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Chapter 8: The Modes of Responsibility Which Specify the First Principle

Question G: What is the seventh mode of responsibility?

1. The seventh mode is this: One should not be moved by hostility to freely accept or choose the destruction, damaging, or impeding of any intelligible human good. Violations occur when people deliberately will out of anger or hatred (or milder feelings of the same sort, such as distaste or resentment) the destruction, damaging, or impeding of any instance of any intelligible human good. In acting on such negative feelings, they reduce human fulfillment without reason, and so proceed in a manner which is inconsistent with a will toward integral human fulfillment.

2. One sometimes knows that acting in a certain way will not be conducive to any intelligible human good—nothing positive will be achieved. Still, negative feelings move one to act in a destructive, and possibly self-destructive, manner. This is different from the situation in which hatred of evil moves one to act reasonably to protect a good or limit an evil (see S.t., 2–2, q. 123, a. 10). It is also different from cases in which people vent hostile feelings by actions which are otherwise useless but not destructive of any human good.

3. Here are some examples. A nation which is losing a war launches all its nuclear weapons against its enemies to make their victory as costly as possible. Children who have been outvoted in planning a party stay away in order to detract from the joy of the event. A wife who resents her husband’s infidelity has an affair to get even.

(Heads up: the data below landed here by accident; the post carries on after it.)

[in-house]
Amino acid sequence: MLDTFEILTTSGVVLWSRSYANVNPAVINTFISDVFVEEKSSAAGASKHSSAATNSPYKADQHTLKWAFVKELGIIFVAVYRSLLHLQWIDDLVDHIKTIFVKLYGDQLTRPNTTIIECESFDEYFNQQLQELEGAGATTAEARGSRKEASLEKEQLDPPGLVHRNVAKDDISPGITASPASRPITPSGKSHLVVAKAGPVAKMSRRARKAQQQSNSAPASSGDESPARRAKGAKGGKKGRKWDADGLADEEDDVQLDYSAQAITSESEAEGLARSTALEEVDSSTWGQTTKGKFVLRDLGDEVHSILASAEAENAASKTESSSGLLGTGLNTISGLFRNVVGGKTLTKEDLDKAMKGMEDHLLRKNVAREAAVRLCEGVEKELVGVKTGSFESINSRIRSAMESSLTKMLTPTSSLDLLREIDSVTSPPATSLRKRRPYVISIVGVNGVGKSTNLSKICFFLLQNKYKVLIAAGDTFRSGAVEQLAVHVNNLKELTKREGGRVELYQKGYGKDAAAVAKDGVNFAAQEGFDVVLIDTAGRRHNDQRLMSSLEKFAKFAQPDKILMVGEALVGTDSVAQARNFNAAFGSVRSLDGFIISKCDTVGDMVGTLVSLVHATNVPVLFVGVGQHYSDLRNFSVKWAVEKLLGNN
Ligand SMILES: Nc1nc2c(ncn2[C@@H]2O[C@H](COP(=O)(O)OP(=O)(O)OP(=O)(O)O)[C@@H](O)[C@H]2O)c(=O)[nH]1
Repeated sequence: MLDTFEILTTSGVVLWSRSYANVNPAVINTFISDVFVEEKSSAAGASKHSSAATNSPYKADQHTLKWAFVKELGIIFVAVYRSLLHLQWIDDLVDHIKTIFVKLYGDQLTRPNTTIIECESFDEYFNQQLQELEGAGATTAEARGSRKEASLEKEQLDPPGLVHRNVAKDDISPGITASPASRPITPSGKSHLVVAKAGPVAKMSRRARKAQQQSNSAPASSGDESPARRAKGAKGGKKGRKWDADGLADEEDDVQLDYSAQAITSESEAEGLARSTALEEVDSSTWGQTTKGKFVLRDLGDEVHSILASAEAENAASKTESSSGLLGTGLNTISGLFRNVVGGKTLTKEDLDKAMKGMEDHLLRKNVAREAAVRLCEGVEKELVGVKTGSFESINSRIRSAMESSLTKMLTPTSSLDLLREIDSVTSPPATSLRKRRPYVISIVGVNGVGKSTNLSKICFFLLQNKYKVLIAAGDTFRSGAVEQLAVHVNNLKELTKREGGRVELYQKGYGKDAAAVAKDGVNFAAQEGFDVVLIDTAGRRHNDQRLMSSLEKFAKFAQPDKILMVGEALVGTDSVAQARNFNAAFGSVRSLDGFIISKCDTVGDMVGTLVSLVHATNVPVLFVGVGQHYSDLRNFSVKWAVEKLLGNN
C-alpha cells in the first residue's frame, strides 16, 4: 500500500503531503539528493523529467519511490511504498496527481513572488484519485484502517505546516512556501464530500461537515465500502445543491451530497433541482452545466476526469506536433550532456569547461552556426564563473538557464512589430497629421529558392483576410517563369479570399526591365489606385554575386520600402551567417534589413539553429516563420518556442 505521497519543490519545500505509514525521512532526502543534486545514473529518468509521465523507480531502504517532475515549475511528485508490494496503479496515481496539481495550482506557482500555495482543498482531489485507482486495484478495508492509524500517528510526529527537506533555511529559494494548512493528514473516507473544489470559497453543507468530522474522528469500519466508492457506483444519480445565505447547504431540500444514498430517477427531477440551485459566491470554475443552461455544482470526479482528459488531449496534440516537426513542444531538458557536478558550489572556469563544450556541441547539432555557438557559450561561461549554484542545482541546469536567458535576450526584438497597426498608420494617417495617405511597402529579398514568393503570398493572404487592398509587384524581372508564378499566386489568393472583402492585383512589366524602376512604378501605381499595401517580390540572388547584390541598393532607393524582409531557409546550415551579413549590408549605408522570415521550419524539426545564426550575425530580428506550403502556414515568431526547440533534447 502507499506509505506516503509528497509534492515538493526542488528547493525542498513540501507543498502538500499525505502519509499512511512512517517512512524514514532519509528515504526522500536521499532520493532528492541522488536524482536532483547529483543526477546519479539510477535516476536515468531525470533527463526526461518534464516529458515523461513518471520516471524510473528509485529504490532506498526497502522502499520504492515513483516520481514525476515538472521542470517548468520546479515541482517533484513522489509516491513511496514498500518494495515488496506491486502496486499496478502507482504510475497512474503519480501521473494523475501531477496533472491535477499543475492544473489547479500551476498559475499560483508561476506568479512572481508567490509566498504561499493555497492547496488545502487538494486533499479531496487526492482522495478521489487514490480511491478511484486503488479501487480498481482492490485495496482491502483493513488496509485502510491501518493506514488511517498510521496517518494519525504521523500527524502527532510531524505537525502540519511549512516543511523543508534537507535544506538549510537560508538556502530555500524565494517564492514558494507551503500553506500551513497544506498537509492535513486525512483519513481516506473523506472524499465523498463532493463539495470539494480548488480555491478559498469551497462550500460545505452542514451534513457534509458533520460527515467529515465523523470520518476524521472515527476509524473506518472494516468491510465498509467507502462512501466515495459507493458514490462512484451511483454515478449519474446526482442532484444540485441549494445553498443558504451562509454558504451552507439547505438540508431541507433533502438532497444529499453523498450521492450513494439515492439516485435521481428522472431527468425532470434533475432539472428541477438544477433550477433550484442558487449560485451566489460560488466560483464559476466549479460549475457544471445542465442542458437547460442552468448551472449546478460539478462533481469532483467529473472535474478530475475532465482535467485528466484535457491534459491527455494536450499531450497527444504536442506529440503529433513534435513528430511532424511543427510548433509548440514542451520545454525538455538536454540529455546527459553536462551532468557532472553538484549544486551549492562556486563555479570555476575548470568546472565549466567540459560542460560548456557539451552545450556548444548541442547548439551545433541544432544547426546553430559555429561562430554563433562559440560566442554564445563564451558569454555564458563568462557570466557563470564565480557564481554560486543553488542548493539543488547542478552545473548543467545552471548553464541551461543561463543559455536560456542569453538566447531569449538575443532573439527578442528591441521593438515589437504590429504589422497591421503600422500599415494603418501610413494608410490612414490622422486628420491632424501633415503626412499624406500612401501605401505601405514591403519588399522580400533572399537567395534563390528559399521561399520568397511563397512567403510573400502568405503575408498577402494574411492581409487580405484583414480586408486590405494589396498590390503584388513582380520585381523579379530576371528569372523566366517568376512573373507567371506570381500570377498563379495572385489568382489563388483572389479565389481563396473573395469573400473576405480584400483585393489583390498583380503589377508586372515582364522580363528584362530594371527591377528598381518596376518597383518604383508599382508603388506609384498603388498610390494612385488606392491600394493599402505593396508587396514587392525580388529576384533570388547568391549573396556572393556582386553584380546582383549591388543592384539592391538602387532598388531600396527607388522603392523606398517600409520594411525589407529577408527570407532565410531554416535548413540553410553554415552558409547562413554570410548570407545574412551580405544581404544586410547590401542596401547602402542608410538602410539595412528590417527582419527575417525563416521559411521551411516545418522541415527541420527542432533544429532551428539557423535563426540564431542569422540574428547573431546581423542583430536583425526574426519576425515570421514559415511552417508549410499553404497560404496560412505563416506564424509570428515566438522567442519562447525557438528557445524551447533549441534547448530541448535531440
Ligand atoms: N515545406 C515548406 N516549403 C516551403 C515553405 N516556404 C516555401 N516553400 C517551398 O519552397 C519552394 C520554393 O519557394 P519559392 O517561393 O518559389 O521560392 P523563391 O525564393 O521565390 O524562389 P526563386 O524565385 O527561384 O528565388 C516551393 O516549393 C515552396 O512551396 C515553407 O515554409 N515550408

4. The virtuous disposition corresponding to this mode is signified by at least some uses of “forbearing,” “patient,” “longsuffering,” “forgiving,” “easygoing,” “gentle,” and so on. The vice is variously called “vengeful,” “vindictive,” “spiteful,” “impatient,” “resentful,” “grudging,” and “unforgiving” (see S.t., 2–2, q. 157, aa. 1–2; q. 158, aa. 1–2).

5. The foundation of this mode, too, is deepened by divine revelation before Jesus. God reveals himself as forgiving. Revelation also makes it clear that no one is secure of himself—everyone needs to be forgiven. Finally, revelation teaches that God will rectify evil; human revenge is uncalled for (see Dt 32.30–43).

The first violence against another described in the Bible, Cain’s murder of Abel, is an act of resentment (see Gn 4.5). As part of the law of love, hatred in one’s heart toward a brother is excluded: “You shall not take vengeance or bear any grudge against the sons of your own people” (Lv 19.18). The control of anger is taught in the wisdom literature (see Prv 15.18, 16.32, 17.27). The destructive act is to be replaced with an act of kindness, which will open the way to divine justice (see Prv 25.21–22).

Paul teaches that it is characteristic of love not to be angry and not to brood over injuries; to be forbearing, patient, kind, and not jealous; to rejoice with the truth, not with what is wrong (see 1 Cor 13.4–7). The quarrel among the Corinthians which he was attempting to settle apparently involved a good deal of petty spitefulness and resentment. Anger and quick temper, malice, insults, and foul language are among the pagan ways which Christians must put aside (see Col 3.8).

It is important to recognize that if the Bible makes it clear that God can be angry, there is a distinction between mere vindictiveness and divine vindication. God’s vengeance is not destruction for its own sake, but is a rectification of sin, required by justice (see Ex 32; Ps 51.6; Is 9.7–16; Ez 5.11–16; Hos 5.1–14; and so on). The nations are punished in proportion to their guilt (see Is 10.5–15; Ez 25.15–17).

The threat of God’s anger leads sinners to repent (see Mi 7.9). With a view to repentance, God is longsuffering, slow to anger and quick to forgive (see Ex 34.6). He uses a strategy of gradual punishment, to induce sinners to repent and to provide them with a real opportunity to do so (see Wis 11.26–12.2; 15.1–2). Thus, God’s wrath and his patience balance each other (see Na 1.2–3). And his longsuffering extends, to the dismay of some, even to alien peoples who are the enemies of Israel (see Jon 4.1–2, 11). God understands the misery of the human condition, and so he is patient and merciful, “He sees and recognizes that their end will be evil; therefore he grants them forgiveness in abundance” (Sir 18.12).